bed ridden patients
wheel chair users
which cranial nerves are tested with the finger movement test?
III - occulomotor
IV - trochlear
VI - abducens
what are common sites of decubitus ulcers?
sacrum
heel
ischial area
greater trochanter
lateral malleoli
Which tests can you use to test CN V (trigeminal)?
sensory testing for the face
jaw elevation test
jaw reflex
knuckle test
what are the two contributing factors to decubitus ulcers?
external pressure, ischemia, hypoxia
friction / shearing when shifting in bed or in a chair
what is tested with the fascial expressions test?
CN VII - Fascial
where would you find the most painful part of a decubitus ulcer?
the edges of the lesion
the center has degraded past the area where nocicepters are found
the Romberg balance test is used to test which Cranial Nerve?
VIII - Vestibulocochlear
if untreated, decubitus ulcers can lead to what?
gangrene
amputation
death
how can one test cranial nerve IX?
swallow test
when was penicillin discovered?
1928
what is assessed with the tongue movement test?
CN XII - hypoglossal
what global event spurred the commercial development of antibiotics?
WWII
Lhermittes test
tests: sciatic nerve ; entire spinal cord and meninges
+ is neurological symptoms
what are natural microflora?
microbes that inhabit different body areas and do not cause disease (if body is in homeostatic balance)
Brachial Plexus Compression Test
tests: brachial plexus
+ is recreation of neurological or vascular symptoms
when are microflora established?
shortly after birth
piriformis test
tests: length of piriformis ; piriformis syndrome
+ is decreased ROM / length ; neurological symptoms
what is the predominant microflora bacteria?
serratia
lumbar compression test
tests: lumbar nerve roots ; lumbar discs
+ is neurological symptoms ; pain
what are the common viral microflora?
Herpes simplex, varicella, Epstein Barre
valsalva test
tests: entire spinal column ; disc pathology / herniation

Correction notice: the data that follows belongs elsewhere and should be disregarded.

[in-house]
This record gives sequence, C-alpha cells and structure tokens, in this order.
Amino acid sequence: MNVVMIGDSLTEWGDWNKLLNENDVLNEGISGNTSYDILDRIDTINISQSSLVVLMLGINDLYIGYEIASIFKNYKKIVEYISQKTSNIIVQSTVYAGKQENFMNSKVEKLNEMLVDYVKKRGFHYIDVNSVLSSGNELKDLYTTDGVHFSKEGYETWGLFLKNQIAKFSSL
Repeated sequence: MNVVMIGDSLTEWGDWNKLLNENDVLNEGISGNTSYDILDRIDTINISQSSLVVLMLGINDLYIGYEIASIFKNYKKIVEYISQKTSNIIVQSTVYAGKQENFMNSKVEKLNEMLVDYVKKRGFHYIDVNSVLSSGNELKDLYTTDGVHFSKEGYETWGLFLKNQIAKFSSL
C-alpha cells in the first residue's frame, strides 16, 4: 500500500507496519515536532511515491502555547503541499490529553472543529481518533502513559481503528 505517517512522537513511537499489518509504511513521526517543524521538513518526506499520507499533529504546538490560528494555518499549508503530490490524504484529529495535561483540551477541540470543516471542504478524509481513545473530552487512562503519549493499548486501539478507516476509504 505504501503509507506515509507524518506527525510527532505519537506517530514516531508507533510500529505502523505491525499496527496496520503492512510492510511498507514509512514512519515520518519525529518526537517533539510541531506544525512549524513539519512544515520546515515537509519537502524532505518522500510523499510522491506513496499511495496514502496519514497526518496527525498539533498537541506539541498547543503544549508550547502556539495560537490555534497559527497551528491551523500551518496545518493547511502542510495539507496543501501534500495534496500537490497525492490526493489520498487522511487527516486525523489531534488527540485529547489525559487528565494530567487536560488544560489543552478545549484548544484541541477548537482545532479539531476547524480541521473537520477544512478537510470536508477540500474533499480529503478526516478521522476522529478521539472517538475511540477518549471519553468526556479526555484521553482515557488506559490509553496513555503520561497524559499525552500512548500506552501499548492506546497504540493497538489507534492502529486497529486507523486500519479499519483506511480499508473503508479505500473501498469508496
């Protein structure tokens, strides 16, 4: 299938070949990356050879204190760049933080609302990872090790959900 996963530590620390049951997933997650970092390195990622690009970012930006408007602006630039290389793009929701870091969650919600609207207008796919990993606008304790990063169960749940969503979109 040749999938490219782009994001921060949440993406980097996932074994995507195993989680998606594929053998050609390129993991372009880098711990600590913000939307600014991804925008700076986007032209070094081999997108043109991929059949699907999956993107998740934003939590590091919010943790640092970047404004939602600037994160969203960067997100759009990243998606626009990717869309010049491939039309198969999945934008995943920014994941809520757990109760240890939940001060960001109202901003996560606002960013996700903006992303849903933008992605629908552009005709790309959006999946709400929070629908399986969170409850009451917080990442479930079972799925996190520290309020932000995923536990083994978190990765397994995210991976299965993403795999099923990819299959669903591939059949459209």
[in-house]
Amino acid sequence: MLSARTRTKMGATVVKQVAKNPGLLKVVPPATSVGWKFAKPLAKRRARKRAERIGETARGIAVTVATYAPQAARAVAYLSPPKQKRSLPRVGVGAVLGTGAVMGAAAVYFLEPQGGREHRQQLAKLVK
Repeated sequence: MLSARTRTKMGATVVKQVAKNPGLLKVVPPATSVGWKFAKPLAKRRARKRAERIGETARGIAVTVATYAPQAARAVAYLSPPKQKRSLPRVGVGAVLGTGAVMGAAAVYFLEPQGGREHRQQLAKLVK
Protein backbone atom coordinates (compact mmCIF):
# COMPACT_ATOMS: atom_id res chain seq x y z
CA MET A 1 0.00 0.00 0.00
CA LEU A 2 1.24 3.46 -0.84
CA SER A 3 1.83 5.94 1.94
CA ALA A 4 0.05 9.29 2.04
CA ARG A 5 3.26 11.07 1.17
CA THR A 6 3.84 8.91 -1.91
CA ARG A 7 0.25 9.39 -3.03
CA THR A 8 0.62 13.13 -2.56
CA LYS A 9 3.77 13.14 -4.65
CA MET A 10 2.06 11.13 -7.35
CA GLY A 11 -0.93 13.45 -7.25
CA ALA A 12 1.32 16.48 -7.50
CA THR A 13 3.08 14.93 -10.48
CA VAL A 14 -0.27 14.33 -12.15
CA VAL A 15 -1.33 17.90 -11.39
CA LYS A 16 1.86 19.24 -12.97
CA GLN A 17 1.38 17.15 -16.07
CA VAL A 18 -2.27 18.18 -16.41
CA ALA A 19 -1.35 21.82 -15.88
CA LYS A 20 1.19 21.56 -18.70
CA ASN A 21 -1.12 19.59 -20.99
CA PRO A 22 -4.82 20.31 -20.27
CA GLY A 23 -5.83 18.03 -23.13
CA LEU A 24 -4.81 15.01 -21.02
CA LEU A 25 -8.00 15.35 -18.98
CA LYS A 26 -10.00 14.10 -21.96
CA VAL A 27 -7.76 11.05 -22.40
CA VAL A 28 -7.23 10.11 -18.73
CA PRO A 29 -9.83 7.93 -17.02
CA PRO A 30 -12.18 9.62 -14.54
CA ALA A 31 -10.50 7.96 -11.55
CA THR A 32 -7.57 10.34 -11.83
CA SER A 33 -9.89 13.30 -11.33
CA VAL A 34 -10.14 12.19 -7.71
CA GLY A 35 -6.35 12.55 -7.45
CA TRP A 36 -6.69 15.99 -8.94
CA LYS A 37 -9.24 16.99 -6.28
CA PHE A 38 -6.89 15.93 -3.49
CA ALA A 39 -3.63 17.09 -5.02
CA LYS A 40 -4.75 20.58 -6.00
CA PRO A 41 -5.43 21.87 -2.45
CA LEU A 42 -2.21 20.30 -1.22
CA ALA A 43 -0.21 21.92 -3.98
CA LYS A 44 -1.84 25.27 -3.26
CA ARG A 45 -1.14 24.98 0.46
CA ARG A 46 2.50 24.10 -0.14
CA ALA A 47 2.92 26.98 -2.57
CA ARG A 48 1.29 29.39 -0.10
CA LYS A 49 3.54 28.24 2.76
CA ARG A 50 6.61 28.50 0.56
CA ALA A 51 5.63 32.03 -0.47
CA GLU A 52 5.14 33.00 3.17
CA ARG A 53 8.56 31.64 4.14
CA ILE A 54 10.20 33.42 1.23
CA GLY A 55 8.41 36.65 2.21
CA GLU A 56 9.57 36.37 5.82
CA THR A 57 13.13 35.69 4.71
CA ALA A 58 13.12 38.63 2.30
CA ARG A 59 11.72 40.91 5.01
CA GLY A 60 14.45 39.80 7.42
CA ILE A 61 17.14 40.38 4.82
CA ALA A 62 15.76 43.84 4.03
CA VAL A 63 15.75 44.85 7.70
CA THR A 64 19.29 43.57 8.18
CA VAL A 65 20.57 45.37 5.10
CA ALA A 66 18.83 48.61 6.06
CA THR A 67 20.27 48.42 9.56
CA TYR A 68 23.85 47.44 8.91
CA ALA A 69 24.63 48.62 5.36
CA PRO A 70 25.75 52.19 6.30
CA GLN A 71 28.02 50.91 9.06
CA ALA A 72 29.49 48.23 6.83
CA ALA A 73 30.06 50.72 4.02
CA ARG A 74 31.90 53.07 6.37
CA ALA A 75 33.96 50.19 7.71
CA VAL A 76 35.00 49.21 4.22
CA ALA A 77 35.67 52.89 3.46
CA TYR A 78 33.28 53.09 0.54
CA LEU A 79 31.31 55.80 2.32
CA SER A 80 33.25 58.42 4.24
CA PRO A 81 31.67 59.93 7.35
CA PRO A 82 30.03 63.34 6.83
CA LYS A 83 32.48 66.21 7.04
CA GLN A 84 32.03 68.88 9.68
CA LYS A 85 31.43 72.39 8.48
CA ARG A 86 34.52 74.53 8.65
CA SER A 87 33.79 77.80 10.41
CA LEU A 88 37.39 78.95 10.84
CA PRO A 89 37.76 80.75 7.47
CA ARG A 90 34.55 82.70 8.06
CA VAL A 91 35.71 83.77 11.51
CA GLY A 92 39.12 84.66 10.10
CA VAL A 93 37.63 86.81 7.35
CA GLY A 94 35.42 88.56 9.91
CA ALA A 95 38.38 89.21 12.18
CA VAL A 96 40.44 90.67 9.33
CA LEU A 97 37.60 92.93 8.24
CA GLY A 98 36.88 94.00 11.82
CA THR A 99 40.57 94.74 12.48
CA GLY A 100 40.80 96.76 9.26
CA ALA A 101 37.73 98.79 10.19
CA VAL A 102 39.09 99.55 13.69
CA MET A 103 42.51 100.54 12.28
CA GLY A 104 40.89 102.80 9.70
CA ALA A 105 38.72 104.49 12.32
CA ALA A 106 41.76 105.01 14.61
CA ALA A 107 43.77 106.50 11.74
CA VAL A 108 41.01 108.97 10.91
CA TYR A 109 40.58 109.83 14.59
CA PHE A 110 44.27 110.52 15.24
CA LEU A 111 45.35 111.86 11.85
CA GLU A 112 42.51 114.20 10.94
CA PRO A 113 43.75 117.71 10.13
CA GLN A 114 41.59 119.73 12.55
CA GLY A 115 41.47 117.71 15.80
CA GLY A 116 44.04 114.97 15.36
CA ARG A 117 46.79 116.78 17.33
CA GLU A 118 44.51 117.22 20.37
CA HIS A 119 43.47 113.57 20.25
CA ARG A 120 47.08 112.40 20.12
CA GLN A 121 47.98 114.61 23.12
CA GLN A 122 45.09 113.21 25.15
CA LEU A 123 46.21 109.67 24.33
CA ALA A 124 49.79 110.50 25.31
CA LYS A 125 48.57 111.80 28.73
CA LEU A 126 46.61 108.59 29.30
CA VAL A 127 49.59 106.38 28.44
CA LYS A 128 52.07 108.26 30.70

+ is pain ' neurological symptoms
what are the common fungal microflora?
candida
pronator teres test
tests: pronator teres syndrome
+ is neurological symptoms ; weakness
what is the role of microflora?
protection
thoracic expansion test
tests: movement of costovertebral, costotransverse joints as well as general ease of rib cage movement
+ less than 2 inches of expansion
viruses require a host, meaning they are what kind of parasite?
obligate intracellular
shoulder depression test
tests: brachial plexus
+ is pain and neurological symptoms and possibly vascular symptoms
what are two common skin infections in humans that are viral in nature?
warts and herpes
vertebral artery compression tests
tests: vertebral artery for occlusion
+ is dizziness ; nauseous ; eyes flicker
what type of herpes is a cold sore?
HSV1
hautant test
test: vertebral artery compression
+ is dizziness ; nauseous ; eyes flicker ; unable to hold arms up
Herpes simplex virus 2 is what kind of herpes?
genital herpes
naffzigger test
tests: drainage of the jugular veins
+ is pain in head or neck with coughing
** positive result = refer
what type of herpes virus are chicken pox and shingles?
varicella zoster or simplex 3
Allen's maneuver
tests: TOS due to scalenes or possibly pec minor
+ is diminished or loss of palpated pulse
herpes simplex 4 is also known as what group?
lymphotrophic beta group
Wrights test
tests: TOS due to pec minor compression
+ is diminished or loss of palpated pulse
what is herpes simplex virus 8?
Koposi's sarcoma
costoclavicular test